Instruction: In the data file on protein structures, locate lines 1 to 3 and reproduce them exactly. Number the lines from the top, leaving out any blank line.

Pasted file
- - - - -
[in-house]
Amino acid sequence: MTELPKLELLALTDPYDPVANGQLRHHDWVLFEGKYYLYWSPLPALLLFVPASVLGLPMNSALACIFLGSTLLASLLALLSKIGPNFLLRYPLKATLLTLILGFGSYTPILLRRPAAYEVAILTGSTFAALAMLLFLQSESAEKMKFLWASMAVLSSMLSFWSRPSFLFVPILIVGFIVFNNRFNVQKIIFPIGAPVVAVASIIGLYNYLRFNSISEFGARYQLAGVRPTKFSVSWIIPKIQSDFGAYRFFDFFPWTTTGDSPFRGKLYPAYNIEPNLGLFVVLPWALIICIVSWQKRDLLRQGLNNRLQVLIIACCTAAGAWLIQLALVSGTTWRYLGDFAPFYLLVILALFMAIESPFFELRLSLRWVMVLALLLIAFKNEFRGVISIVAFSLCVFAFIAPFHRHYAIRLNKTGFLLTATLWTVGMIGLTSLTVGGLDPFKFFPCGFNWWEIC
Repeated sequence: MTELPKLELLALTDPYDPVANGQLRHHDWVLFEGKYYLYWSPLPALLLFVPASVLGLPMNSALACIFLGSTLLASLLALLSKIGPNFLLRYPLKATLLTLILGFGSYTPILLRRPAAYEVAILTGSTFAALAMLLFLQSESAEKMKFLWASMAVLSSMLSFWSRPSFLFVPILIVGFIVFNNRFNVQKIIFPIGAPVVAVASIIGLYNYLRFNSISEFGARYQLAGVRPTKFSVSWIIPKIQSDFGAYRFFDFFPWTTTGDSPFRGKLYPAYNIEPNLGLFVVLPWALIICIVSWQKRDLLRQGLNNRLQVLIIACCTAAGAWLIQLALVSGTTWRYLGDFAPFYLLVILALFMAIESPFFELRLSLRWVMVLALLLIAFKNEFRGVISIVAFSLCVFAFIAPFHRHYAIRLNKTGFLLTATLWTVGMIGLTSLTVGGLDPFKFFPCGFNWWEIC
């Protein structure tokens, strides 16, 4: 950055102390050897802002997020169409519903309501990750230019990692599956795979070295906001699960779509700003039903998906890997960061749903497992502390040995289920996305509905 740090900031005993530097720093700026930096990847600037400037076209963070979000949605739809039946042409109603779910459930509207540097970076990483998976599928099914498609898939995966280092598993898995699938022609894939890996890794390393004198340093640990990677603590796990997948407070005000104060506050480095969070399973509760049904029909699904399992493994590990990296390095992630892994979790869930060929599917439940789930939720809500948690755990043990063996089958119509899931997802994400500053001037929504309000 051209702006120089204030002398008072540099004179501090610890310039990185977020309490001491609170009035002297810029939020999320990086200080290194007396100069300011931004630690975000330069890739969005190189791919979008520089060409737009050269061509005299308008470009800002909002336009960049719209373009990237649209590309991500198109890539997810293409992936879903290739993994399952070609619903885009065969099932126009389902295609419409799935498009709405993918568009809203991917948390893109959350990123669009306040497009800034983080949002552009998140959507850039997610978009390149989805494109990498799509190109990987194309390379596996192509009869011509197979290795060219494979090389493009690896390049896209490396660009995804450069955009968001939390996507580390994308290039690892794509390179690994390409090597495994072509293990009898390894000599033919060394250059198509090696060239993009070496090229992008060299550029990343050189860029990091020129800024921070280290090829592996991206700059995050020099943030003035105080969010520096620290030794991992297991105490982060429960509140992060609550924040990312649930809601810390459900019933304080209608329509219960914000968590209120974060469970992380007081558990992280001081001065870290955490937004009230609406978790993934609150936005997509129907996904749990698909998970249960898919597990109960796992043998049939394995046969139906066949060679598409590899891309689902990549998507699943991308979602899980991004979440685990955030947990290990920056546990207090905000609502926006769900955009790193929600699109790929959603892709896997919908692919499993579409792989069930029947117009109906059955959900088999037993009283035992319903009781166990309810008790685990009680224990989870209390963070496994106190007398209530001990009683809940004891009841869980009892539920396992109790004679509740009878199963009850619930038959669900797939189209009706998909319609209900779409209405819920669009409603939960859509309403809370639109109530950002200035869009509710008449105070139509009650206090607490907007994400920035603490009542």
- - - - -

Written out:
[in-house]
Amino acid sequence: MTELPKLELLALTDPYDPVANGQLRHHDWVLFEGKYYLYWSPLPALLLFVPASVLGLPMNSALACIFLGSTLLASLLALLSKIGPNFLLRYPLKATLLTLILGFGSYTPILLRRPAAYEVAILTGSTFAALAMLLFLQSESAEKMKFLWASMAVLSSMLSFWSRPSFLFVPILIVGFIVFNNRFNVQKIIFPIGAPVVAVASIIGLYNYLRFNSISEFGARYQLAGVRPTKFSVSWIIPKIQSDFGAYRFFDFFPWTTTGDSPFRGKLYPAYNIEPNLGLFVVLPWALIICIVSWQKRDLLRQGLNNRLQVLIIACCTAAGAWLIQLALVSGTTWRYLGDFAPFYLLVILALFMAIESPFFELRLSLRWVMVLALLLIAFKNEFRGVISIVAFSLCVFAFIAPFHRHYAIRLNKTGFLLTATLWTVGMIGLTSLTVGGLDPFKFFPCGFNWWEIC
Repeated sequence: MTELPKLELLALTDPYDPVANGQLRHHDWVLFEGKYYLYWSPLPALLLFVPASVLGLPMNSALACIFLGSTLLASLLALLSKIGPNFLLRYPLKATLLTLILGFGSYTPILLRRPAAYEVAILTGSTFAALAMLLFLQSESAEKMKFLWASMAVLSSMLSFWSRPSFLFVPILIVGFIVFNNRFNVQKIIFPIGAPVVAVASIIGLYNYLRFNSISEFGARYQLAGVRPTKFSVSWIIPKIQSDFGAYRFFDFFPWTTTGDSPFRGKLYPAYNIEPNLGLFVVLPWALIICIVSWQKRDLLRQGLNNRLQVLIIACCTAAGAWLIQLALVSGTTWRYLGDFAPFYLLVILALFMAIESPFFELRLSLRWVMVLALLLIAFKNEFRGVISIVAFSLCVFAFIAPFHRHYAIRLNKTGFLLTATLWTVGMIGLTSLTVGGLDPFKFFPCGFNWWEIC